Now that summer has been blown away, we finally have the appetite not just to eat but to venture further afield. Time to head across the Sumida River into the shitamachi (old downtown) heartland of Ryogoku, home to the national cult of sumo and its central shrine, the mighty Kokugikan stadium.
But it’s not the season yet for chanko nabe, the belly-filling hot-pot of the wrestlers. Instead, we are in search of soba, the buckwheat noodles that have nourished this city for centuries, since long before its name changed from Edo to Tokyo. And no one makes them better in this neighborhood than Tadashi Hosokawa.
His eponymous restaurant stands just a minute’s walk from the Edo-Tokyo Museum, but the overarching ugliness of that building’s massive facade is thankfully shielded from sight by the time you reach the doorway. From the wide, low noren curtain of handspun white linen and the bank of shrubbery that conceals the window, you know before you even enter that Hosokawa serves his soba well dipped in refinement.
The sliding wooden door with its washi paper-covered panes; the walls clad in rough-textured mud a warm shade of ocher; the alcove with its simple flower arrangement: The motifs are as traditional as the materials. But the actual look and layout of the spacious dining room are nothing but contemporary.
There are no tatami mats, just four communal tables of polished hardwood, plus one more in a semi-private room to the side. These are easily large enough for everyone to stretch their elbows in comfort and, more importantly, to order plenty of dishes.
Noodles, of course, form the core of Hosokawa’s menu but, as at most artisan soba-ya, there is also an appetizing selection of starters prepared with a level of expertise that will impress even the most hardcore of soba aficionados. There is good sake to go with them, too.
Hosokawa’s signature dish is tempura of anago (conger eel), another quintessential food of old Edo. The crisp, golden batter that covers the delicate white fillet is wispy light — much more in keeping with modern Japanese cuisine that the heavy, oil-rich tempura that was the norm in the days of the shoguns.
Whereas eel is served year-round, there are also seasonal specials. During the summer months, the tempura list may include okra or manganji tōgarashi, long, green, fleshy peppers that are better known in Kyoto and which can sometimes pack more than a tingle of heat. In autumn, the focus is on shiitake and other mushrooms.
One of our favorite starters is yaki-miso. Hosokawa does a very tasty take on this classic accompaniment for beer or sake: The savory miso is mixed with crunchy buckwheat grains and fine-chopped negi scallions, its saltiness leavened with mirin (sweet rice liquor). Formed into a patty and then grilled till the upper surface is crispy brown, it is served at the table on a ceramic “stone” with lovely mottled glaze, set amid a plate of coarse crystal salt.
Anago shows up in other forms besides deep-fried. It may be sliced and served with cucumber as su-no-mono (dressed with rice vinegar); or as anago-ni, a long fillet that is gently grilled, then simmered in a lightly seasoned dashi stock until it is delectably tender. Served on a leaf of sasa bamboo, with a dab of freshly grated wasabi root to add extra perk, this too is a side dish of quality.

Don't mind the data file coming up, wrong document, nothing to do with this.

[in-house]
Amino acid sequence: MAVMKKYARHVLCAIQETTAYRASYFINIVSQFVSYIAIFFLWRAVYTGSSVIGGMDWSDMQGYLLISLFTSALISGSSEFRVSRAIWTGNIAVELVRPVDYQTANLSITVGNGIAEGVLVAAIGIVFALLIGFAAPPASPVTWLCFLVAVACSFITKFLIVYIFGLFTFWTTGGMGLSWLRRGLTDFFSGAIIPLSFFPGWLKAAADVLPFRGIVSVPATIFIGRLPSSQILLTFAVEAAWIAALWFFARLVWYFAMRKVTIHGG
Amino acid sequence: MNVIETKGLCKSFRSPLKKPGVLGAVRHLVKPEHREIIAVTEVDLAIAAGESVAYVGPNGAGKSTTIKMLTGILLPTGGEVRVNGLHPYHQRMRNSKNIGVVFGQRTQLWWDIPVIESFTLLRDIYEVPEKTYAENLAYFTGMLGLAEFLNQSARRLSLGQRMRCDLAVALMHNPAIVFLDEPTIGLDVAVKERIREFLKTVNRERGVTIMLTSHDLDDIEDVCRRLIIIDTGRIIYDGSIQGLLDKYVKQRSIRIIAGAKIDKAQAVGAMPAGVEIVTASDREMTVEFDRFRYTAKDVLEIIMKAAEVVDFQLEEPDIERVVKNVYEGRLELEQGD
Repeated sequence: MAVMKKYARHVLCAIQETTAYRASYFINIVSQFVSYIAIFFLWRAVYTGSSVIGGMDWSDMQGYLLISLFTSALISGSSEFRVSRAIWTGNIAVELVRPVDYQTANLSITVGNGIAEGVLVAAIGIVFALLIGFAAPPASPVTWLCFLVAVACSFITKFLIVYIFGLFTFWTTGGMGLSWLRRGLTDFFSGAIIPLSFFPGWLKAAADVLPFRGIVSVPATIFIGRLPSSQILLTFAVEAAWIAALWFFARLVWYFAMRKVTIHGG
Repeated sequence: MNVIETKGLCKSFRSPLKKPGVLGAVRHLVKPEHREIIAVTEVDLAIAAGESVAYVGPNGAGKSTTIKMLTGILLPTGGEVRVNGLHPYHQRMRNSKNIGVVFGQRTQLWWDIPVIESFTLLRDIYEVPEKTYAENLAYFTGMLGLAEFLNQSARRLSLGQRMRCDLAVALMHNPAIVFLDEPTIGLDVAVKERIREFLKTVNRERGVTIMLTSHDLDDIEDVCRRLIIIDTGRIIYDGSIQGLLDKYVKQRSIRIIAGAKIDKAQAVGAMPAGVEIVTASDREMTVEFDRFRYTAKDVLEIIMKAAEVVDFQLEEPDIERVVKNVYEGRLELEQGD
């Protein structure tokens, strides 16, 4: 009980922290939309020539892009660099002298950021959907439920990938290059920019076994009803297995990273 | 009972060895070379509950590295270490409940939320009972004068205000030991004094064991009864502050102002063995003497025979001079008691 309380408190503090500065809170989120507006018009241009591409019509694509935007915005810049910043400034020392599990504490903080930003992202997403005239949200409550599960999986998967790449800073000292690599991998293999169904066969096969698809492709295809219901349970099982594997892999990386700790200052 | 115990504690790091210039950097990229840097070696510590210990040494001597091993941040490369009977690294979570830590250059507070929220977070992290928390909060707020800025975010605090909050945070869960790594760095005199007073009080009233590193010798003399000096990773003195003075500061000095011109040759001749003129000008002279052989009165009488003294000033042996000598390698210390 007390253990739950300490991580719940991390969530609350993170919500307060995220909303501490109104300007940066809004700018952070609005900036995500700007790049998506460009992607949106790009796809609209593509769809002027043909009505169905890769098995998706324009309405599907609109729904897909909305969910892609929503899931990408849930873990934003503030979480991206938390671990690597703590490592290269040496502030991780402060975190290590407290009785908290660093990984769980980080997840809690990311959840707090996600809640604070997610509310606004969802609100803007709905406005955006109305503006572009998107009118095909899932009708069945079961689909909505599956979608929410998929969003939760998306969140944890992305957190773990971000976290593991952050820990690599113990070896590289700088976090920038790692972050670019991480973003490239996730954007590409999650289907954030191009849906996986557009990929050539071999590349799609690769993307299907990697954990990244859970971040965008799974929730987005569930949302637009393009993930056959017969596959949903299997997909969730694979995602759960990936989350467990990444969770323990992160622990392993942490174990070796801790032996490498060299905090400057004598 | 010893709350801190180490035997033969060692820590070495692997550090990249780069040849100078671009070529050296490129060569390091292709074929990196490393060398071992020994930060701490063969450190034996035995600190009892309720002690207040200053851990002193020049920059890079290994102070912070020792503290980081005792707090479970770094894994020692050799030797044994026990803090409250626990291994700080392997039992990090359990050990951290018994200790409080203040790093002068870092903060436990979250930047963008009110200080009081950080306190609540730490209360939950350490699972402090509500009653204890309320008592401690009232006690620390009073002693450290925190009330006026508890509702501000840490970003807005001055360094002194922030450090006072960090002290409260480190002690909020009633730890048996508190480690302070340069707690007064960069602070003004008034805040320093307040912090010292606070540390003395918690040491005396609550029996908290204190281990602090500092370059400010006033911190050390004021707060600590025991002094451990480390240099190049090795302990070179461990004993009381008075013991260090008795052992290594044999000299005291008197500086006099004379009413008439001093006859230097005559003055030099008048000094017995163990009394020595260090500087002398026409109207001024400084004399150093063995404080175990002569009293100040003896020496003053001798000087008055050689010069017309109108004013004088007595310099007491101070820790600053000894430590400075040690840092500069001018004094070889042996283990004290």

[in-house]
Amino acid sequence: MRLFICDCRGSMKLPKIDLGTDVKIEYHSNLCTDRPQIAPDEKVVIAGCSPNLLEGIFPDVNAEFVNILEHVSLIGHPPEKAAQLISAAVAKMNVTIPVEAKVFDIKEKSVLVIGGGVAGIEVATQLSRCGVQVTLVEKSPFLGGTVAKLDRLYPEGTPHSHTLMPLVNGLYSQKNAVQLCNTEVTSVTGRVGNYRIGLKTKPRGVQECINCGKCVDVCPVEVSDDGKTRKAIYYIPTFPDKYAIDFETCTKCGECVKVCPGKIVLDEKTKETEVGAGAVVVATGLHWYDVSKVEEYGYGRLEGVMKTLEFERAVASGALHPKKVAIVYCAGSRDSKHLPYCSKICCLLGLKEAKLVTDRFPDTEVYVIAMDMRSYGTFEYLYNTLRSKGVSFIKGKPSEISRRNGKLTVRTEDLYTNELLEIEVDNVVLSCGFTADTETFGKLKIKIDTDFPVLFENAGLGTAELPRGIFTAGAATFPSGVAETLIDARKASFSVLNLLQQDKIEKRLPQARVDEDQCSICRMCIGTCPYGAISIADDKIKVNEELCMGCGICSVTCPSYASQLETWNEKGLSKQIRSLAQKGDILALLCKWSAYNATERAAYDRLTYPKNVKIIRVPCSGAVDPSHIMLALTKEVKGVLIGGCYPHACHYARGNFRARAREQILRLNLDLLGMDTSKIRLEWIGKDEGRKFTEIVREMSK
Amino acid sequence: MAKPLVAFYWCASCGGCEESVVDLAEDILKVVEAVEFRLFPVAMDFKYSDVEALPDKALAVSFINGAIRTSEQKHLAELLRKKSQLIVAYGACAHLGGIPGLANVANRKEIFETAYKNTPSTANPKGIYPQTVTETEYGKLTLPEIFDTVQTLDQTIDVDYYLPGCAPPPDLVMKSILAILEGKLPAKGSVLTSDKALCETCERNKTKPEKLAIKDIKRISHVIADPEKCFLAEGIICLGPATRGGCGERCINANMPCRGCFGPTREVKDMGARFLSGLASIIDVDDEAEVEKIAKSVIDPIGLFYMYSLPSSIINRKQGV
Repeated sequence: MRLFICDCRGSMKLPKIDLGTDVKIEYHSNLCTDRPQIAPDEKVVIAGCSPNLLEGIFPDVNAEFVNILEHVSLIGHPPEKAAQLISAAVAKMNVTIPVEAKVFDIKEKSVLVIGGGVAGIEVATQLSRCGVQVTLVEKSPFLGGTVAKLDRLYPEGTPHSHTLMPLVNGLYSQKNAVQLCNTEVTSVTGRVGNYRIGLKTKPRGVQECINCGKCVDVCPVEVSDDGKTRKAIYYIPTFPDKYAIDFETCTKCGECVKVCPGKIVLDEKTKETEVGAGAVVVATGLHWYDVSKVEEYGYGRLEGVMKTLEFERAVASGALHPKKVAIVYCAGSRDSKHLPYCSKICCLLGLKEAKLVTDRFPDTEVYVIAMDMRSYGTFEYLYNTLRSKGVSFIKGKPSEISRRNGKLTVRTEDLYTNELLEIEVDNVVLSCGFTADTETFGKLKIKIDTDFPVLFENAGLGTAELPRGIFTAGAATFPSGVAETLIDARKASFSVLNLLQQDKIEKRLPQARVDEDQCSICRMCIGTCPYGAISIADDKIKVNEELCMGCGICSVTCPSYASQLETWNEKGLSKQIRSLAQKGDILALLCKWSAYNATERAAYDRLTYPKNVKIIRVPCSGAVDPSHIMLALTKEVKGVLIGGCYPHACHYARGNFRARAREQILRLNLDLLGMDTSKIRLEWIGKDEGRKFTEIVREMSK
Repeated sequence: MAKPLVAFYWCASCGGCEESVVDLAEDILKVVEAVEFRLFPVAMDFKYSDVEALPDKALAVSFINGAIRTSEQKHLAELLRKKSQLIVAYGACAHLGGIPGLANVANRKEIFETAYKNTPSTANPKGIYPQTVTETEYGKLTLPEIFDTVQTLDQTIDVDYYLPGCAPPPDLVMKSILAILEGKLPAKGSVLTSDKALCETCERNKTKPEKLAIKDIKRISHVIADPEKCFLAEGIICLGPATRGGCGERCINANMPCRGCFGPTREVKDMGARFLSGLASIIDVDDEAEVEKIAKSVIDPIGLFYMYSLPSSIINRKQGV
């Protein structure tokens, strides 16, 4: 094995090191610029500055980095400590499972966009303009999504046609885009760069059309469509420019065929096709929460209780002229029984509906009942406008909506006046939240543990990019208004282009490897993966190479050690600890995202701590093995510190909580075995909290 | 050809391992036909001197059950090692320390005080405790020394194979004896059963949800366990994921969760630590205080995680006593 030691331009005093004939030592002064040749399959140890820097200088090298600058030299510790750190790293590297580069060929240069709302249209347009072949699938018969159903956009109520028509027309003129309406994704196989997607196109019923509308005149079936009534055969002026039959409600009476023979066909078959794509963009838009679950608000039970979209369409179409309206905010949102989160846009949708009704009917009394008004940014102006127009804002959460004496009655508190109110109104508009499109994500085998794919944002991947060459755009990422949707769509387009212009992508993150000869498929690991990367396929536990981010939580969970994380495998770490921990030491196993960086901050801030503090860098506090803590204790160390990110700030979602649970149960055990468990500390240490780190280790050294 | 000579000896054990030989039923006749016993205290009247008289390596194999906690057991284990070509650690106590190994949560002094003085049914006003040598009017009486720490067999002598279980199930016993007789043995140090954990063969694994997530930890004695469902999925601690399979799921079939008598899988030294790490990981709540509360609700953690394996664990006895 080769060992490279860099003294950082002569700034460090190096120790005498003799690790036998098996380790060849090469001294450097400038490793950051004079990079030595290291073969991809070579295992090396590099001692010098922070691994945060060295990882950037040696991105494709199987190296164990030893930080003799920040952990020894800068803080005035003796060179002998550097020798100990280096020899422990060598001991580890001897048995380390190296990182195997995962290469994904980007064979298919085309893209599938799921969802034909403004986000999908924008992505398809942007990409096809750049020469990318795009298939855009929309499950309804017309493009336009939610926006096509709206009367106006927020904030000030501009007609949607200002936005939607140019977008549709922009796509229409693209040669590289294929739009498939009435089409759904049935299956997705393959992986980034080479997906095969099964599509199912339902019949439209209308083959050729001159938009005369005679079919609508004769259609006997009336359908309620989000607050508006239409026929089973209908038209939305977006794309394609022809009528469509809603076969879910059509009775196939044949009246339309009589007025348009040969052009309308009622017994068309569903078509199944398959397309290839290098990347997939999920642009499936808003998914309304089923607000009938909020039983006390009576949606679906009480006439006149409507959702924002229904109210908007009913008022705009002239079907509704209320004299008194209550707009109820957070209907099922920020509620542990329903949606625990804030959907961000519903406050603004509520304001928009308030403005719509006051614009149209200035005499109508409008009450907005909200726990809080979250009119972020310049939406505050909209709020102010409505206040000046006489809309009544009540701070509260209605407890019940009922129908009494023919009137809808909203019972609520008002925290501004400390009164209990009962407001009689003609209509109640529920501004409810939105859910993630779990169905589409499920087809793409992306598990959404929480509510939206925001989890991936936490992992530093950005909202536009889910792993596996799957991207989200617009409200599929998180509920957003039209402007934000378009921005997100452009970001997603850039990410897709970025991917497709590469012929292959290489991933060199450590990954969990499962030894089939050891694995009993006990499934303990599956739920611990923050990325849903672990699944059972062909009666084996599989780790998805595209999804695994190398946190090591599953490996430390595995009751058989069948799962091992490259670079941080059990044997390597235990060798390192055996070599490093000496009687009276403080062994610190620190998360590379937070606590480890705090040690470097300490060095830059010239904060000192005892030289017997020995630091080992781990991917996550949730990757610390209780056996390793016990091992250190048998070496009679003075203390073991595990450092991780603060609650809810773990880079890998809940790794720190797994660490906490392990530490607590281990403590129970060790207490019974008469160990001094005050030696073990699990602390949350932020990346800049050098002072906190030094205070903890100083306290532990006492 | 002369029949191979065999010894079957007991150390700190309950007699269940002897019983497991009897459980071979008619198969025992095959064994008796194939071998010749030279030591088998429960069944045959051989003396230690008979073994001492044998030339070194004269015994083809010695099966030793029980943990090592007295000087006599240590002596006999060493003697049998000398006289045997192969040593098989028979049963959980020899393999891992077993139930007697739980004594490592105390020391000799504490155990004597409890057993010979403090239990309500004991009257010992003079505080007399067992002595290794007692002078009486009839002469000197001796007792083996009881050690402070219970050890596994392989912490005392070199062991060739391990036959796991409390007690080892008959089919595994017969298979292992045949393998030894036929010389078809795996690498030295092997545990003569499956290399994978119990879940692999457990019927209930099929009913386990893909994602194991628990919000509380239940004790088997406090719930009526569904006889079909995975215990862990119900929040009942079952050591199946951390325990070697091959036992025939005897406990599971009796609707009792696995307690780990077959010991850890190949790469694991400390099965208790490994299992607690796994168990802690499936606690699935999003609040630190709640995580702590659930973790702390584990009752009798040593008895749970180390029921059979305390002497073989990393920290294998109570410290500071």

Having nibbled and sipped, it is time for noodles. Hosokawa makes two kinds: The standard version are fine-cut and lightly flecked; the inaka (country-style) are slightly chunkier, darker in color and rather more substantial.
That said, a single portion of seiro (served cold with a dip; ¥1,050/1,100 for inaka) is only enough to sate a modest appetite. If you have not filled up on appetizers, you are likely to crave a second helping (an extra ¥950/¥1,000).
But they taste superb. Hosokawa makes the noodles himself, using buckwheat flour that is freshly ground each day. As an indication of the premium he places on quality, he even has his own farm in rural Ibaraki Prefecture where he grows some of the grain used in the restaurant.
The noodles are made from 100 percent buckwheat — usually a certain amount of wheat flour is mixed in to bind the dough — and you can certainly taste the difference. They have a gentle earthy fragrance that is so subtle you barely need to moisten them in the tsuyu dipping sauce.
Though soba snobs might disagree, there is no obligation to eat the noodles cold or unadorned. They’re just as good with tempura — anago, of course, or vegetables such as kamo-nasu (Kyoto eggplant) in summer, or gobō (burdock) in the winter months. Another Hosokawa special that will soon be back on the menu is kaki-soba: noodles served hot in broth with Hokkaido oysters.
Unusually, Hosokawa also offers light desserts to round off the meal, such as soba kanten, gently sweetened cubes of jelly incorporating buckwheat flour. And there is also likely to be some fruit — although the wonderful figs simmered down with sweet sake are unlikely to be on the menu much longer this year.
Hosokawa calls his style “Edo soba.” In part, this is just marketing — after all, he is operating in a traditional part of town and right beside a museum set up to celebrate the past. But mostly this is a way of saying he prepares everything by hand, with care and no artifice. In truth, though, this soba is likely far superior to anything served in this city in centuries past.
Robbie Swinnerton blogs at www.foodfile.typepad.com/blog.